The Claimant obtained planning permission for the demolition of buildings on her property and the construction of four terraced houses with underground parking for nine cars come with access to continue via the track.  The Defendant argued that the Claimant could not rely on the prescriptive easement for the intensified use as allowed following its redevelopment.

The court considered the case of McAdams Homes Limited -v- Robinson (2004).  This case had held that if there was a radical change of use whether land benefitted by an easement coupled with a substantial increase or alteration in the burden on the land subject to it, the right to use the easement was lost (or at least suspended whilst the change of use was operative).  In this case, the court felt that there had been no radical change in the use of the land with the benefit of the easement. What had been a residential use of a coach house building would remain a residential use with a construction of four terraced houses. The High Court did not think that the new use was self evidentially excessive so as to render the Claimant liable a nuisance.  Despite the extensive excavations that would be required in the construction phase, possible damage to the surface of the track, and an expected increase in domestic motor vehicles accessing the new houses, the court felt that the evidence came no where near establishing that a nuisance based on excessive use could arise.

The McAdams case provides useful guidance with regard to how to approach cases of change of use and/or intensification.  Three significant points relevant to implied easements (extending also to prescriptive grants where made by the court during the case:

  1. The court noted that the owner of land subject to an implied or prescriptive easement is unable to complain about increased usage alone.  The court felt that each case would need to be examined on its own merits, however the test would be whether or not the intensification of use would amount to a nuisance as such would be regarded as excessive.

  2. The court said that if there was a change in the use of the land with the benefit of the easement but such change did not impact on the nature or extent of the use of the easement, the change of use, however radicle would not affect the right to use the easement.  This would however be subject to any expressed wording in the easement itself to the contrary.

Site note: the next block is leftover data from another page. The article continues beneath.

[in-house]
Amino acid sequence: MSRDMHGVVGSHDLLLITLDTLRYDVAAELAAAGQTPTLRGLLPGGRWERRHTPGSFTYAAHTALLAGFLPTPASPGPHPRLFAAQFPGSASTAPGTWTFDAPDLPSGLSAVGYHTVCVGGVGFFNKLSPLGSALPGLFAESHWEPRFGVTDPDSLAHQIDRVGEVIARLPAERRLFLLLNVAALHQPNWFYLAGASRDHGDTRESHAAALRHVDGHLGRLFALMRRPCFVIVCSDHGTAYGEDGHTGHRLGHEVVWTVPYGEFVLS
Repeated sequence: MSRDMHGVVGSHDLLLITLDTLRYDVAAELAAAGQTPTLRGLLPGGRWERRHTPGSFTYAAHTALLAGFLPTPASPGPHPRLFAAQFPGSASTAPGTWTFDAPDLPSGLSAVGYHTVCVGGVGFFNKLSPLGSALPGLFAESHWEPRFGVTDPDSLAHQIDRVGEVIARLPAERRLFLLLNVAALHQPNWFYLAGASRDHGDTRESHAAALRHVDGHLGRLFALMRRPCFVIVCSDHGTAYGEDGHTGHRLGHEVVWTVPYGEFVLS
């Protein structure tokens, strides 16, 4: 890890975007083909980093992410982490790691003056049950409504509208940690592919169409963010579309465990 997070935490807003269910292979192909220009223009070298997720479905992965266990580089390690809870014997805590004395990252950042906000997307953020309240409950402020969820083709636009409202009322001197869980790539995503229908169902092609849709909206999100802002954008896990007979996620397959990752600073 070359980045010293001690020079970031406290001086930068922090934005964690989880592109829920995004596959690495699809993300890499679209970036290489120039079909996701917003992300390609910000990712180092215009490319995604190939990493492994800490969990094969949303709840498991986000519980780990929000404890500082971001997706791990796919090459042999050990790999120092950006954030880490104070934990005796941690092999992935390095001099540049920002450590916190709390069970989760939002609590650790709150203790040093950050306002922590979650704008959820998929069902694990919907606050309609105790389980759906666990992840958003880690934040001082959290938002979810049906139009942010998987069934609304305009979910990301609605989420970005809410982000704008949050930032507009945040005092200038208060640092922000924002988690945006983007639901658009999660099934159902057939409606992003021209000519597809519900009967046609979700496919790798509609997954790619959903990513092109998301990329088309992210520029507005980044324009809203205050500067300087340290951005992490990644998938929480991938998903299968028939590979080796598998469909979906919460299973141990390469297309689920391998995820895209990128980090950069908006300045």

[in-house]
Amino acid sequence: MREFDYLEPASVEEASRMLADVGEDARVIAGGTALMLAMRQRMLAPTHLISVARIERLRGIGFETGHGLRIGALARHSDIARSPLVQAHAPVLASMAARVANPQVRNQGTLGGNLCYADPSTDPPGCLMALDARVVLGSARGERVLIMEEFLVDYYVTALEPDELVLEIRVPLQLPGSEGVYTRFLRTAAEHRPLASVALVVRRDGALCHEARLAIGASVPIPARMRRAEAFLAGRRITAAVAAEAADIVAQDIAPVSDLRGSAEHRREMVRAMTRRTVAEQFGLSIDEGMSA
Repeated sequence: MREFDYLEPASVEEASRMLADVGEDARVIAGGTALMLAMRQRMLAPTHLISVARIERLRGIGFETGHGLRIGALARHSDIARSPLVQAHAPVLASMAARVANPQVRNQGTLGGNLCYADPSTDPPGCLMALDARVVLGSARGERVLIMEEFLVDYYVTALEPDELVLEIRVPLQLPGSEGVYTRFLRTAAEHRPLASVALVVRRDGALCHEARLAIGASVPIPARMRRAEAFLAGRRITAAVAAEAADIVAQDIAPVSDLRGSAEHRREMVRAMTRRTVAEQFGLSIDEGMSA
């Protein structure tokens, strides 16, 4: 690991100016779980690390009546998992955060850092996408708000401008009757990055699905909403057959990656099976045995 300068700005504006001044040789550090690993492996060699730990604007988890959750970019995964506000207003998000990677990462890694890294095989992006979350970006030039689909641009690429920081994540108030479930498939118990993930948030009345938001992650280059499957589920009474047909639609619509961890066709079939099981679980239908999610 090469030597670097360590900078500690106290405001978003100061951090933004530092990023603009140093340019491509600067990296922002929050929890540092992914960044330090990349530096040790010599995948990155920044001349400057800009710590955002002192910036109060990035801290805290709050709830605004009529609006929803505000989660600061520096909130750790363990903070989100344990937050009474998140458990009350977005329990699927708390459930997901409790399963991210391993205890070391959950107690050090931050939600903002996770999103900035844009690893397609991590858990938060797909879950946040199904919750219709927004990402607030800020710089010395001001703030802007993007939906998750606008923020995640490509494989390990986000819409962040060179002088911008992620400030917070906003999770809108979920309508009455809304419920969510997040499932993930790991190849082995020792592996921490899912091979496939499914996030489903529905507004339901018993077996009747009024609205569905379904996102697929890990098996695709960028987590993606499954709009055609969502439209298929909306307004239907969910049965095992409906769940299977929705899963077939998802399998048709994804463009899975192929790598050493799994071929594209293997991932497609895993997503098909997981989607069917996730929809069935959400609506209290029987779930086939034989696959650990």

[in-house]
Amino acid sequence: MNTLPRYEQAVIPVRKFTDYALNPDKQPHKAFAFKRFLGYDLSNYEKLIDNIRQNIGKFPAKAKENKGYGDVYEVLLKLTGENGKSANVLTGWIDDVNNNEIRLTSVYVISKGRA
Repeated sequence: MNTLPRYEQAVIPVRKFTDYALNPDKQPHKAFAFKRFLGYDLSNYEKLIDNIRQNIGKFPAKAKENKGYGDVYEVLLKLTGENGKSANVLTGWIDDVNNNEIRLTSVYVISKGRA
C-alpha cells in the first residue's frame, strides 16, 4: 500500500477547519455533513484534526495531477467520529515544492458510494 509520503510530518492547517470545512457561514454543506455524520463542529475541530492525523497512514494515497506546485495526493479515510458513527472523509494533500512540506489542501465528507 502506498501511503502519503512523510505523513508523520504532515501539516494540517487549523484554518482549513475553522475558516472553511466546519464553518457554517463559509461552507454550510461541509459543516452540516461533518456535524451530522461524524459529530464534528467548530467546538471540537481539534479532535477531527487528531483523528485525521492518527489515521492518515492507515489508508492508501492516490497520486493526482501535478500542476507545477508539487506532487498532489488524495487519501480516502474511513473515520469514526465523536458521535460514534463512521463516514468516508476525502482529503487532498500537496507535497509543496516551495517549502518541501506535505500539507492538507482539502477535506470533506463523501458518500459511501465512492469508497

3. Finally, and most significantly, the Court of Appeal states that if there was a radical change of use of the land with the benefit of the easement, coupled with a substantial increase or alternation in the burden on the land subject to it, the rights to use the easement would be lost (or at least suspended whilst the change of use was operative).

The above case highlights the difficulties faced by developers (and those purchasing property from developers) when prescriptive or implied easements are relied upon (most commonly for access to and from the property).  Very often we come across situations where a developer purchases a property with the benefit of an easement and then converts it into apartments. The developer then seeks to rely on prescriptive or implied easements, so convince the apartment owners that they can rely upon the implied/prescriptive easement to access their properties.  In such cases, the test to be applied is whether or not there has been a radical change of the use of the land with the benefit of the easement, coupled with a substantial increase or alteration in the burden on the land subject to it. In such cases, the benefit of the easement could be lost (or at the very least suspended). Very careful consideration therefore needs to be given when dealing with reliance upon easements and our view is that where land is redeveloped the developer should be obliged to enter into a new express easement with the owners of the land to be subject to it making it clear that the changed use is expressly authorised so that the easement can be registered against both the land with the benefit of it and the land subject to it to prevent any risk of argument or dispute later down the line.  

The contents of this post do not constitute legal advice and are provided for general information purposes only